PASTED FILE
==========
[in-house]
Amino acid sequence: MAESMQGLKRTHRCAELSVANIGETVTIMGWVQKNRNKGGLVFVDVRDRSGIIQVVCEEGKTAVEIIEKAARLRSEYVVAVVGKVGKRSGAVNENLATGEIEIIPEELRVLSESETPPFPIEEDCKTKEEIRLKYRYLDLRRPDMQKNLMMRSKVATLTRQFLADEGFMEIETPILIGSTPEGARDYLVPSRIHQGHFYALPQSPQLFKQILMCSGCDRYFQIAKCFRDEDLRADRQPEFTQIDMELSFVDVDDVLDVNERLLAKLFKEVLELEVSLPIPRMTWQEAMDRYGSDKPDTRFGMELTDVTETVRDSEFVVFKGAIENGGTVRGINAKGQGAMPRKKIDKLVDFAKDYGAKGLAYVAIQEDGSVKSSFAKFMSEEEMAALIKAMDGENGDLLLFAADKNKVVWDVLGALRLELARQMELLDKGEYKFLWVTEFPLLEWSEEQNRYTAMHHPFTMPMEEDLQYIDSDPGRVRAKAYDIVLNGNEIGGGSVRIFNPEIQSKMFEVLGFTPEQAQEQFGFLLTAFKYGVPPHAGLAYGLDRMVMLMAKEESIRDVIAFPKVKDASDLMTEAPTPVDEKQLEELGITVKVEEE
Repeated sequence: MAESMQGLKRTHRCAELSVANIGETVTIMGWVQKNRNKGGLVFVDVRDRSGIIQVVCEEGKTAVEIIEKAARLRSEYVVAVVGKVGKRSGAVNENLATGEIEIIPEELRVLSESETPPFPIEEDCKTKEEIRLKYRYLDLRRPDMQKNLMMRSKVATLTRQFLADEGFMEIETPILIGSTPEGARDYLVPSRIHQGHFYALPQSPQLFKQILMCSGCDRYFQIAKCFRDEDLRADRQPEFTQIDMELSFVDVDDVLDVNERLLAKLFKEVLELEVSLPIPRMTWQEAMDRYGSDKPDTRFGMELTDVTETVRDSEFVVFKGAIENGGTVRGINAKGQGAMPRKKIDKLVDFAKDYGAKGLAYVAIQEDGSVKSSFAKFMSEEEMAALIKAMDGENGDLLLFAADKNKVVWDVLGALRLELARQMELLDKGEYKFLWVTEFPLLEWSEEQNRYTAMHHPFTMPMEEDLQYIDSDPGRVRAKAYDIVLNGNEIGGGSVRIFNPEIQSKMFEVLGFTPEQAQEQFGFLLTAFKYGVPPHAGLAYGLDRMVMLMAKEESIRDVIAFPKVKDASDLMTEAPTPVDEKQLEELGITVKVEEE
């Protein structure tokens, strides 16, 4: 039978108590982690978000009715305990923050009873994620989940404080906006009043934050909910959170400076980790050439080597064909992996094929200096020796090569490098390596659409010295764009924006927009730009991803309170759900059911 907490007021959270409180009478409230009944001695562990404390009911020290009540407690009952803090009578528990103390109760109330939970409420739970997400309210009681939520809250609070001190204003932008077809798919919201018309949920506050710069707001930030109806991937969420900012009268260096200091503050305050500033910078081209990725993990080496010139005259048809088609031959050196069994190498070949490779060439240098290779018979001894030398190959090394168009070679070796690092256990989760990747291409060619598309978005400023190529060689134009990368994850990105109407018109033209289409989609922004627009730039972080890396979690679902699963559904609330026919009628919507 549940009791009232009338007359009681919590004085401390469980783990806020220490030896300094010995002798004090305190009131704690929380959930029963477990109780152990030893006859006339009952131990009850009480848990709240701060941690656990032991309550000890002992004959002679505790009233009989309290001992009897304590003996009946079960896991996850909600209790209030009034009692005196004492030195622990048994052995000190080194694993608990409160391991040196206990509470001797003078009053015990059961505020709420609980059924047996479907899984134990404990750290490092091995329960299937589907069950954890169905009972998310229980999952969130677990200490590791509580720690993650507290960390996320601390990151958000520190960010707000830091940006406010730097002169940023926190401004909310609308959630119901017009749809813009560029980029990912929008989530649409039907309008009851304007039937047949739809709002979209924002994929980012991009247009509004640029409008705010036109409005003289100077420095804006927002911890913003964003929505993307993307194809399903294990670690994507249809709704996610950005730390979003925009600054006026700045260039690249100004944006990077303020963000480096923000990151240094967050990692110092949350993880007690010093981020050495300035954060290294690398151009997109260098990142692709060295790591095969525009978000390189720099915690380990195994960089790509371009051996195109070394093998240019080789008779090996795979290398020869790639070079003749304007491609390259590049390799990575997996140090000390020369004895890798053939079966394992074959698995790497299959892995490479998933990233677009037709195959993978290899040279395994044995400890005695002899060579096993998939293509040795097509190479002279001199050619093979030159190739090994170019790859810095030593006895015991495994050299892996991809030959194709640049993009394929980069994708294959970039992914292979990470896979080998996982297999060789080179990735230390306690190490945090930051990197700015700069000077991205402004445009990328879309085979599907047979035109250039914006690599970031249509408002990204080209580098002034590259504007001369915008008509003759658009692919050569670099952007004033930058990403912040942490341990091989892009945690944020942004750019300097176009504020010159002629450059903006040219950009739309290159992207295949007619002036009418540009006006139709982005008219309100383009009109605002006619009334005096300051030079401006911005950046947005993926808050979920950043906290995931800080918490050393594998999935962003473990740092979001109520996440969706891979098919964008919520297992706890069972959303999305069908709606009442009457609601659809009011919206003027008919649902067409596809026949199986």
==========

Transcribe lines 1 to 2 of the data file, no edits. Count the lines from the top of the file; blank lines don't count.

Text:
[in-house]
Amino acid sequence: MAESMQGLKRTHRCAELSVANIGETVTIMGWVQKNRNKGGLVFVDVRDRSGIIQVVCEEGKTAVEIIEKAARLRSEYVVAVVGKVGKRSGAVNENLATGEIEIIPEELRVLSESETPPFPIEEDCKTKEEIRLKYRYLDLRRPDMQKNLMMRSKVATLTRQFLADEGFMEIETPILIGSTPEGARDYLVPSRIHQGHFYALPQSPQLFKQILMCSGCDRYFQIAKCFRDEDLRADRQPEFTQIDMELSFVDVDDVLDVNERLLAKLFKEVLELEVSLPIPRMTWQEAMDRYGSDKPDTRFGMELTDVTETVRDSEFVVFKGAIENGGTVRGINAKGQGAMPRKKIDKLVDFAKDYGAKGLAYVAIQEDGSVKSSFAKFMSEEEMAALIKAMDGENGDLLLFAADKNKVVWDVLGALRLELARQMELLDKGEYKFLWVTEFPLLEWSEEQNRYTAMHHPFTMPMEEDLQYIDSDPGRVRAKAYDIVLNGNEIGGGSVRIFNPEIQSKMFEVLGFTPEQAQEQFGFLLTAFKYGVPPHAGLAYGLDRMVMLMAKEESIRDVIAFPKVKDASDLMTEAPTPVDEKQLEELGITVKVEEE